Keeping Track

For what are probably the station’s two most financially important systems, traffic and master control, communication was limited to those flat text files exchanged each way, once a day. A new standard, BXF (Broadcast eXchange Format) has been designed to change that.
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WASHINGTON
Over the last few years, a lot of stations have concentrated on media workflow. But the automation system would, quite rightly so, sit in isolation; its only connection to the business world was a flat text file that contained the traffic log. At the end of each day a flat text file would be sent back containing the as run details. For what are probably the station’s two most financially important systems, traffic and master control, communication was limited to those flat text files exchanged each way, once a day. A new standard, BXF (Broadcast eXchange Format) has been designed to change that.

For many local stations, once a traffic log is sent down from the traffic department, sales and traffic become “electronically blind” until the reconciled as run log is returned. This interval can be anything from 36 hours to more than five days if weekends and holidays are involved. In today’s highly connected world of immediacy, where cash-flow and accountability have become more important than ever, this is no longer acceptable.

Another problem faced by manufacturers was that communication with other manufacturers’ systems was performed by proprietary drivers. This frequently resulted in each system having customized drivers that were often fragile on initial implementation and upgrades on either side notoriously broke the connection.

FINAL STAGES


(click thumbnail)The proposed BXF standard, in the final stages of ratification, is XML-based.These issues were recognized nearly three years ago by a group of manufacturers who got together to work on a standard. Their goal was to allow seamless communication between the key components in a transmission environment. This included traffic, automation, content delivery and program management systems. Under the auspices of SMPTE, the S22-10 committee worked for nearly three years to produce the BXF standard. This standard, which is in the final stages of ratification, should appear as SMPTE standard 2032 in the near future.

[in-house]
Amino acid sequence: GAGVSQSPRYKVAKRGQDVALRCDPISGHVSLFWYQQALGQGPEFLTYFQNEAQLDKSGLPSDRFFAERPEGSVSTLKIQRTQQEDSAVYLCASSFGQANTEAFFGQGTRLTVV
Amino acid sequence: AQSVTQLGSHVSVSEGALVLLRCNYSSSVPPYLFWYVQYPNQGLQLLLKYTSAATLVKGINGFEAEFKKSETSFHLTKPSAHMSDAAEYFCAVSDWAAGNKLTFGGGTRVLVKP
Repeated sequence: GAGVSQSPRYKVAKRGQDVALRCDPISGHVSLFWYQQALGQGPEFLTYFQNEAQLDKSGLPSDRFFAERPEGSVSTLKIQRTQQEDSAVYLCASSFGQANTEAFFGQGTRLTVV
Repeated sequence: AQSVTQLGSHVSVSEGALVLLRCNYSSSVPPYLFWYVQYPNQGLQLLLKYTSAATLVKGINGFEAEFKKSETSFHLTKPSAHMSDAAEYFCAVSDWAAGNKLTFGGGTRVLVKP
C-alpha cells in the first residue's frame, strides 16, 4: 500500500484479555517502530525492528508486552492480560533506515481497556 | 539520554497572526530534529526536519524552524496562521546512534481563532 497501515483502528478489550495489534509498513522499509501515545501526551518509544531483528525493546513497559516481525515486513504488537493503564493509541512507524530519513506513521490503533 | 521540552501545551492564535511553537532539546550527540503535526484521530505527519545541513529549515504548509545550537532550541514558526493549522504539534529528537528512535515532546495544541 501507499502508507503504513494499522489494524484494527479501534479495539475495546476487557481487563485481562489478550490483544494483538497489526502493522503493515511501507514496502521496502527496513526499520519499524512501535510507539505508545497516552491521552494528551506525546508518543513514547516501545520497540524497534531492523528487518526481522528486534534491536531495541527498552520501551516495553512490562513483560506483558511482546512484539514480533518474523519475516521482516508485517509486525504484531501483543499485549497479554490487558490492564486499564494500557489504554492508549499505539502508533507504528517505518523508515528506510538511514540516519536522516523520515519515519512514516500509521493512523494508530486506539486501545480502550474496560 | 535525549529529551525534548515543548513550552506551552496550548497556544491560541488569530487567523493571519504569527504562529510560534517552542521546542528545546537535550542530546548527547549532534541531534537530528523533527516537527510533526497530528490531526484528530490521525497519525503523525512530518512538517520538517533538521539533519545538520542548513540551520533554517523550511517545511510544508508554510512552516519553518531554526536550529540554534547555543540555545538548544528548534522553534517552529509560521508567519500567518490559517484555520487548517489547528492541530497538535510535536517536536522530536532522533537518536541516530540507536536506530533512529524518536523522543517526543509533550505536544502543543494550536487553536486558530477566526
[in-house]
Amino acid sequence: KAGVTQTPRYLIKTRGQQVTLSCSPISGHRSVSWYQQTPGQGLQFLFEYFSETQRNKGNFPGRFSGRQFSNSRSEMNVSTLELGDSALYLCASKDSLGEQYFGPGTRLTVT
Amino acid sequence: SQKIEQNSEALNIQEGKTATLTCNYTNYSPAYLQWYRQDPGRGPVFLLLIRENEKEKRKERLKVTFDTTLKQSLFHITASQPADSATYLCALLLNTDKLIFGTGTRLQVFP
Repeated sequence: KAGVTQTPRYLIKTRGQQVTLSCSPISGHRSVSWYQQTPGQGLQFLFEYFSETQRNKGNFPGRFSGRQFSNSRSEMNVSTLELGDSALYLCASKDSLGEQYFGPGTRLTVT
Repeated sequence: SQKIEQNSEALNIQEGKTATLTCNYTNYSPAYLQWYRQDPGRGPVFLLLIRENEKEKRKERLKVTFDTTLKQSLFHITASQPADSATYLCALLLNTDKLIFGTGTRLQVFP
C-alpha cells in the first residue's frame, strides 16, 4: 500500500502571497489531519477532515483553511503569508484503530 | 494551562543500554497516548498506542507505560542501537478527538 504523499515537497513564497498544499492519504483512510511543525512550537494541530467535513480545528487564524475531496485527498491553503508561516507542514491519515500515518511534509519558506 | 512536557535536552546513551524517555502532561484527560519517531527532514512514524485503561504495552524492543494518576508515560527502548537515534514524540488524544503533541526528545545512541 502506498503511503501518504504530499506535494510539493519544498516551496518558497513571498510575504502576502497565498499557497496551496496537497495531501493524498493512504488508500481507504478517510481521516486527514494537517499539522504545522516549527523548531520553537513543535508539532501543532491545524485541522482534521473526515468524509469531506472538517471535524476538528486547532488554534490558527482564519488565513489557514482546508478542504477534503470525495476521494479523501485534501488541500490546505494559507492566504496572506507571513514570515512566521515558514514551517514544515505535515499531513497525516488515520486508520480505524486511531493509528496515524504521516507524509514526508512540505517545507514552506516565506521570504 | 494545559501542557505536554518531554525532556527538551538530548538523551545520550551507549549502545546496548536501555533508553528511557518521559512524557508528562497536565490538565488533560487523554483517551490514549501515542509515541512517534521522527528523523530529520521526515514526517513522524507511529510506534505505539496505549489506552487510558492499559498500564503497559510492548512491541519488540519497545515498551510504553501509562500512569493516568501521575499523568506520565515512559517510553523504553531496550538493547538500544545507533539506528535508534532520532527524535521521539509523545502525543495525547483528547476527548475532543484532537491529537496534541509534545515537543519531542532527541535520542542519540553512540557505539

BXF was designed to act as a single standard for data exchange among various third-party systems, allowing real-time changes, status updates and reporting. BXF is XML-based, which makes the content machine friendly and readable. For those of us who have spent many hours deciphering traffic and as run logs in search of resolving issues, this brings welcome relief. According to Chris Lennon, director of integration and standards at Harris, and chair of the S22-10 sub-committee, the new standard “enables a more dynamic interaction between traffic and automation systems.” John Wadle, the vice president of technology at OmniBus Systems, a U.K.-based automation company believes that one of the major benefits of this standard “will be the standardization of the data exchange.”

The following example illustrates how useful BXF can be.

A Presidential news conference is scheduled in the morning. The end result is that some local breaks are pre-empted and subsequently any make goods and alterations to the traffic log are submitted to master control on a paper log. This alone can increase the possibility that mistakes can be made, and the possibility that they may not be identified until some 24 hours later. This can make it a costly exercise.